Weekly Wire
Memphis Flyer If They Could See Me Now

By Jim Hanas

APRIL 20, 1998:  All right people, let’s listen up. This is serious.”

I’ve been on board for less than an hour and already I’ve found somebody I don’t like. Nobody likes him. I asked. It’s the lifeboat drill, and all passengers are out on the astro-turfed deck in orange life jackets receiving orders and anecdotal worst-case scenarios from some pretty boy with a hammer jaw and wrap-around Ray-Bans. For whatever reason, I named him Dean. He just looks like a Dean.

“Now if you have to jump into the water from this deck, you must pull your life jacket down with both hands,” he barks, seeming a little testy about having to put up with all us land-lubbers. “Because from this height, it will rise up when you hit the water and damage your spine.”

The next time I saw Dean, he was wearing a garish, poofy-sleeved outfit and grinding his way through a way-the-hell-off-Broadway tribute to the Miami Sound Machine. Cruises, I would find out, are strange like that.

When my editor told me we’d been offered a berth on the Rock 103 Wake Up Crew’s 10th Anniversary Caribbean Cruise and asked if I wanted to go, it wasn’t a tough call. I never listen to the Wake Up Crew, but, then again, I never go on cruises either. Little did I know what I’d gotten myself into.

Commodore Cruise Lines’ S.S. Enchanted Isle was launched in 1958, which I understand is getting up there for a cruise ship. Let’s just say that the furniture in my cabin would have gone well with one of Rob and Laura Petrie’s famous misunderstandings. The ship’s on the small side, too, as everyone remarked from the time we left port in New Orleans alongside a behemoth from some other line. Commodore seems a little self-conscious about it, to tell the truth, and even the crew seems to suffer from an inferiority complex. During an ice-sculpture demonstration, someone from the cruise director’s staff rattled off numbers about how much food was consumed aboard the Enchanted Isle each week. Because of the odd math, I only remember the number of eggs: 2,400 dozen. Passengers looked at each other proudly before being told that for a Carnival cruise ship, of course, that number would have to be multiplied by three. The disappointment was understandable.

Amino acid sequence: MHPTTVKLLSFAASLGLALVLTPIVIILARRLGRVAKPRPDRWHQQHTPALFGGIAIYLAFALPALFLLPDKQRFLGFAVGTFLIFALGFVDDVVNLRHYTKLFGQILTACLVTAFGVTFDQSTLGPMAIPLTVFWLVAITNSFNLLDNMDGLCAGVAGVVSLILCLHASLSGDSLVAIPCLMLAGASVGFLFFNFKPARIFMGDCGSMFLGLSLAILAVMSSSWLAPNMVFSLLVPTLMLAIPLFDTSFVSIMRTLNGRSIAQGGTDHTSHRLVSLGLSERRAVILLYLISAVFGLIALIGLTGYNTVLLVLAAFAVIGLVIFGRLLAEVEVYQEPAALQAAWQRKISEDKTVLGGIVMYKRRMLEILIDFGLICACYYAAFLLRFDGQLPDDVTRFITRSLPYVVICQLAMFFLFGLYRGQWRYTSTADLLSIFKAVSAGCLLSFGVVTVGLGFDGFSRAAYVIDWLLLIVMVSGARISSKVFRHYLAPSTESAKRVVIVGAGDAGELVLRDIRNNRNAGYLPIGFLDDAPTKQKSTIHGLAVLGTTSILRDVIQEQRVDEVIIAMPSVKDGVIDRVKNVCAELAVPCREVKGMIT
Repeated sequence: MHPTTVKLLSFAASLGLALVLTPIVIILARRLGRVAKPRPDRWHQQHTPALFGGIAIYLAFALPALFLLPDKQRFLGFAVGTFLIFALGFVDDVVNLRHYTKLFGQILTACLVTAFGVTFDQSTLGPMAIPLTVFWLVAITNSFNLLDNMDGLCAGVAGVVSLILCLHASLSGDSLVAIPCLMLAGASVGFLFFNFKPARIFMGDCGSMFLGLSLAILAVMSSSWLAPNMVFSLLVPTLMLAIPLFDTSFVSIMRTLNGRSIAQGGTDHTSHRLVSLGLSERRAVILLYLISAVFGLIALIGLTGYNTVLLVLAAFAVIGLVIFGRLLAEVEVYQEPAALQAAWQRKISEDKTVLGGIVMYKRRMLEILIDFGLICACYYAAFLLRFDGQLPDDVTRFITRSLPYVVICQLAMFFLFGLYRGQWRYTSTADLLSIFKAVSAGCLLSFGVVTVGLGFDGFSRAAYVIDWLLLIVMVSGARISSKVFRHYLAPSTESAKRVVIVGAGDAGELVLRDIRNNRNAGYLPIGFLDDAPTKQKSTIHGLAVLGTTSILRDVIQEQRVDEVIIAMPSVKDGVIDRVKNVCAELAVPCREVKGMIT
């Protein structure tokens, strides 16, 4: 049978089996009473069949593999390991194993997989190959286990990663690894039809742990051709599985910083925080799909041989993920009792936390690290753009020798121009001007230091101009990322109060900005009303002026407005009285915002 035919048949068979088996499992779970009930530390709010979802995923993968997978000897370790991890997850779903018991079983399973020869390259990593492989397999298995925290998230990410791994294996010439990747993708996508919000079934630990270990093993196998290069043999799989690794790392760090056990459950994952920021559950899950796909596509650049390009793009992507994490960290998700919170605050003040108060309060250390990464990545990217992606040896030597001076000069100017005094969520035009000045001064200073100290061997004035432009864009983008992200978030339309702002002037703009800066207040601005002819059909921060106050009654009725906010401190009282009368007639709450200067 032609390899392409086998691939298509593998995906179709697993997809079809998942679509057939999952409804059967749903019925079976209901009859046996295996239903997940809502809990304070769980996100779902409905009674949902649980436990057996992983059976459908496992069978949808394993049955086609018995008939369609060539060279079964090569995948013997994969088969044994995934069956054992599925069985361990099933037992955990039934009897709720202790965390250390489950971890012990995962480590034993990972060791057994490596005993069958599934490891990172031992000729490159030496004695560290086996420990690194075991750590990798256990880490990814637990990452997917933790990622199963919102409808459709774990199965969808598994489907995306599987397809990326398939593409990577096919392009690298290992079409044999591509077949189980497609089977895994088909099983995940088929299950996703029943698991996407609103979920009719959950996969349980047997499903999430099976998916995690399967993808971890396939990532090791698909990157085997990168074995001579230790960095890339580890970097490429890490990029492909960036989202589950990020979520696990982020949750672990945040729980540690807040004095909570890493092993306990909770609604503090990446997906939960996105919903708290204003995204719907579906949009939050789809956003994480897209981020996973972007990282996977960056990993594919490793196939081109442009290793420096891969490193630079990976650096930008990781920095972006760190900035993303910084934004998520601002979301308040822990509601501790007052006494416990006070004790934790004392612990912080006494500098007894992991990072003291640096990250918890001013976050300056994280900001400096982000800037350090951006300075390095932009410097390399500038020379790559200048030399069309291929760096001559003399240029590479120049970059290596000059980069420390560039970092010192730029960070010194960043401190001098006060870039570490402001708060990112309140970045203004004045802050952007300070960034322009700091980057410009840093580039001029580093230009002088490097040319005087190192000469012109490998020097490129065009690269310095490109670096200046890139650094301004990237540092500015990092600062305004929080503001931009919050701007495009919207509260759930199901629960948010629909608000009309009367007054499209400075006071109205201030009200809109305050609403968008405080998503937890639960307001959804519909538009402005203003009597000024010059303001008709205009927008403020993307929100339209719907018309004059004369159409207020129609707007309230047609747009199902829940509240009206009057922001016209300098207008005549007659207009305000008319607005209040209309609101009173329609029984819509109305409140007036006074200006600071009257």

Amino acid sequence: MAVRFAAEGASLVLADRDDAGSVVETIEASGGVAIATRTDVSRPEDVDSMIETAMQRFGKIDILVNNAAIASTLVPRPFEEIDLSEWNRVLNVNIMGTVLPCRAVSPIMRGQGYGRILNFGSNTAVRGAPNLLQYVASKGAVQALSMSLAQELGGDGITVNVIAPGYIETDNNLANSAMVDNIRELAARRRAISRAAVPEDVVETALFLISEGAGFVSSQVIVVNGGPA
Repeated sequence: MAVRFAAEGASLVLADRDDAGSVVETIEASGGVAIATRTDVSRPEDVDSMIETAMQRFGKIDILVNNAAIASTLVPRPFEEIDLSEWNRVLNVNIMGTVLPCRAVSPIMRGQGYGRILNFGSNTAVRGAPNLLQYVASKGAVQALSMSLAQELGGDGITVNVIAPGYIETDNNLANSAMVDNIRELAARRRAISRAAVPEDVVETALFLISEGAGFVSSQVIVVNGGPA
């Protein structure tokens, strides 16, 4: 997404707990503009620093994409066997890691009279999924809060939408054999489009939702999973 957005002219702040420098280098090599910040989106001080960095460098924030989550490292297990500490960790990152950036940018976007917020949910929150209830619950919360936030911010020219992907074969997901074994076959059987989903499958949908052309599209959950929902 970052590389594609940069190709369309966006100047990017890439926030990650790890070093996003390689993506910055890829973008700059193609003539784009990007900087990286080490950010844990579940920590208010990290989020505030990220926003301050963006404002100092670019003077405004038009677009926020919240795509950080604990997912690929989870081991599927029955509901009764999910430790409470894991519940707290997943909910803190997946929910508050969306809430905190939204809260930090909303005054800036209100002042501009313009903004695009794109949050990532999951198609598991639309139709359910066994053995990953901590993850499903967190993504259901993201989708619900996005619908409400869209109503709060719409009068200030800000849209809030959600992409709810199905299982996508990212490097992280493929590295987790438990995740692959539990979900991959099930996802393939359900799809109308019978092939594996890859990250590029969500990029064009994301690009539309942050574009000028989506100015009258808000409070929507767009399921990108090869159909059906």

Eating is a big part of any cruise, and there are many activities – like the ice-sculpture demo – centered around gorging yourself or just thinking about gorging yourself. As everyone I talked to agreed, the food aboard the Enchanted Isle is pretty iffy, except for the hamburgers grilled poolside each afternoon, which are pretty darn good. Shoneyfied cuisine notwithstanding, the dinner hour is an elaborate play, decked out in the well-known trappings of culinary luxury: flames and pepper-grinders. There actually aren’t as many flames as you might expect. They’re confined to two nights when all the waiters and busboys dance around the dining room to blaring music with flaming cakes balanced on their heads.

The pepper-grinders, on the other hand, are a constant presence. They will grind pepper on chocolate cheesecake if you let them, and – after getting tired of saying no – you probably will. How ground pepper took on the power to make ordinary food super-fancy is a mystery, although it seems to work like a charm, since a man at a nearby table took the time to photograph his wife’s pepper-buried surf-and-turf for posterity. For all I know, of course, he was collecting evidence.

Every cruise is a little dif-ferent, depending on who is on board. On this particular run, there seemed to be three sorts of people, although I’m sure there were newlyweds and couples on their anniversary in the mix who kept to their romantic selves and didn’t make themselves conspicuous. Fans and associates of the Wake Up Crew made up almost a quarter of the passengers. Some were advertisers and others had paid to come along to celebrate the Crew’s anniversary, with a portion of their fares going to the morning show’s ongoing fund-raising efforts for the Ronald McDonald House.